In the current issue of Circulation, Tangirala et al6 report for the first time that in addition to the aforementioned retardation of lesion initiation and progression, increased levels of apoA-I can indeed induce atherosclerotic lesion regression. The authors used the LDL receptor knockout mouse, a mouse model of familial hypercholesterolemia. After 5 weeks of consuming an atherogenic Western diet, mice were injected with either control virus or with recombinant defective adenovirus harboring the human apoA-I gene. This resulted in short-term (≈1 week) elevations in total apoA-I levels and a 50% increase in HDL-C. Whereas atherosclerosis progressed over the next 4 weeks in mice injected with the control virus, mice injected with the apoA-I recombinant adenovirus had 46% to 70% regression of atherosclerotic lesions. Regressed lesions “appeared less rich in foam cells and more fibrotic.”6 Consistent with this was the quantitative analysis of immunocytochemical staining of lesions, which revealed a smaller percent area occupied by macrophages in mice that had received the apoA-I–containing adenovirus. These findings suggest that elevated levels of apoA-I and HDL-C can reduce the size and change the cellular composition of preexisting atherosclerotic lesions, at least those with complexity corresponding to American Heart Association types I and II (ie, fatty streaks).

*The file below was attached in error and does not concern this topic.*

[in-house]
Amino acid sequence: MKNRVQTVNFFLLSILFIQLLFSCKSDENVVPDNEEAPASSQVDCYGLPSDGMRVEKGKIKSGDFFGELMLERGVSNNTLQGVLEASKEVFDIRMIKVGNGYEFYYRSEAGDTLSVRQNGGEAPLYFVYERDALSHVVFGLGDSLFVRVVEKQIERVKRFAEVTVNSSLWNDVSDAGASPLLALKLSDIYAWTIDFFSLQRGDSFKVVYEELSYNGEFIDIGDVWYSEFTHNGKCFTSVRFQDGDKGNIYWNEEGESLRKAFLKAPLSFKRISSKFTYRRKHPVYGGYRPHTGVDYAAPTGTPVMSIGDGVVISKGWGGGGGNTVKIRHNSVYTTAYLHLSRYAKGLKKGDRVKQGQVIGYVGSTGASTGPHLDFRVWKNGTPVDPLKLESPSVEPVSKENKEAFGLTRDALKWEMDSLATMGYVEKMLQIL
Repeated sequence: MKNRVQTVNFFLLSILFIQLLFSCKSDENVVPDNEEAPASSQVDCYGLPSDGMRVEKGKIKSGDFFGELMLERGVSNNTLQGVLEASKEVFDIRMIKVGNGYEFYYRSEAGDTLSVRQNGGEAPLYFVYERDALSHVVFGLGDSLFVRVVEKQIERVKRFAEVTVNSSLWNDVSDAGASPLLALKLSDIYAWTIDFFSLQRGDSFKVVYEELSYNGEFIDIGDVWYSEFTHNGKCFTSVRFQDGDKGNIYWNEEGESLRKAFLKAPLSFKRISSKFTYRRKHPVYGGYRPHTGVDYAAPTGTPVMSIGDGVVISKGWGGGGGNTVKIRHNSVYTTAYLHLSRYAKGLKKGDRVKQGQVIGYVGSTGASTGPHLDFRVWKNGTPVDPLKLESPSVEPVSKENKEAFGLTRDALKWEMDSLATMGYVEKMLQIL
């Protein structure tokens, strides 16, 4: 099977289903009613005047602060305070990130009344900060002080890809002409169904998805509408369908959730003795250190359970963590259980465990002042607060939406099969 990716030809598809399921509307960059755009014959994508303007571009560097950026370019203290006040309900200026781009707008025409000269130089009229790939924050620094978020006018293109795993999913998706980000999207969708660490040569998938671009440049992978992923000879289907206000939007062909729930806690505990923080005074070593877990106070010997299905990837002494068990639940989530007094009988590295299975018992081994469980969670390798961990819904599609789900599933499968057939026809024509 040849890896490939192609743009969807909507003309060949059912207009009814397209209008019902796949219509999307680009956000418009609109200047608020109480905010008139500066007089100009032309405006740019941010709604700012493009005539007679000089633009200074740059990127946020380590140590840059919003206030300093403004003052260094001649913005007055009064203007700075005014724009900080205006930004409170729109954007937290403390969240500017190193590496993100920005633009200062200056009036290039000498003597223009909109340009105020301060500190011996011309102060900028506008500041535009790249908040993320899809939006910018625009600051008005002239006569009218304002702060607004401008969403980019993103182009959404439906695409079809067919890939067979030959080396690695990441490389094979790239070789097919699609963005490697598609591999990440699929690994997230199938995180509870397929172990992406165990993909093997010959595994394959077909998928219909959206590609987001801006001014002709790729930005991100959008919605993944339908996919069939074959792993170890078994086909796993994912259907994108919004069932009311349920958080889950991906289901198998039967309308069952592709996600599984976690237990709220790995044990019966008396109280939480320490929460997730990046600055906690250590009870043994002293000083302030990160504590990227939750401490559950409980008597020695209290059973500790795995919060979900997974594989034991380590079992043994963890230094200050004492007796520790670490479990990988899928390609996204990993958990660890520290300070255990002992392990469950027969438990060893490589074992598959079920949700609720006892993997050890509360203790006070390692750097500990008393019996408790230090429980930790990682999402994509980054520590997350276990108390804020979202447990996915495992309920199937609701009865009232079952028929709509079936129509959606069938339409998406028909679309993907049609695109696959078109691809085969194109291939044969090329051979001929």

It is remarkable that significant lesion regression occurred after only 4 weeks, because peak expression of apoA-I and HDL-C levels lasted a relatively short time after injection of adenovirus. One possible explanation for the rapid regression is that the majority of lesions undergoing regression were macrophage foam-cell–containing fatty streaks, the type of lesions likely to be achieved in LDL-receptor knockout mice maintained on a Western diet for 9 weeks. If the lesions had contained more advanced characteristics, such as fibrous caps and necrotic cores, a rapid time course might not have been observed. Nonetheless, the demonstration of HDL-mediated regression of any type of lesion is a significant achievement, but readers are cautioned against concluding that regression of lesions is simply a reversal of progression. As the authors imply, the mechanisms and temporal nature of regression may be entirely distinct from the pathways involved in lesion progression.